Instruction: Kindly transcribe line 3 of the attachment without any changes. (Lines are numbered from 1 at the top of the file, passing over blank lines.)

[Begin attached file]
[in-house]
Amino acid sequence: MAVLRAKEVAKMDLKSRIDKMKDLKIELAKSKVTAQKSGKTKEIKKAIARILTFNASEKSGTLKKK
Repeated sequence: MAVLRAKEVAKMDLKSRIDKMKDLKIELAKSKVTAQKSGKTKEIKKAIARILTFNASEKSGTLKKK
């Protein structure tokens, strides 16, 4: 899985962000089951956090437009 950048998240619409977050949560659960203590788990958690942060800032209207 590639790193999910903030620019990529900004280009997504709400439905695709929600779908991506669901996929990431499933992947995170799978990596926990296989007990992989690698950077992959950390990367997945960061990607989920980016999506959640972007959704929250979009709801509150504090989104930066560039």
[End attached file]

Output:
Repeated sequence: MAVLRAKEVAKMDLKSRIDKMKDLKIELAKSKVTAQKSGKTKEIKKAIARILTFNASEKSGTLKKK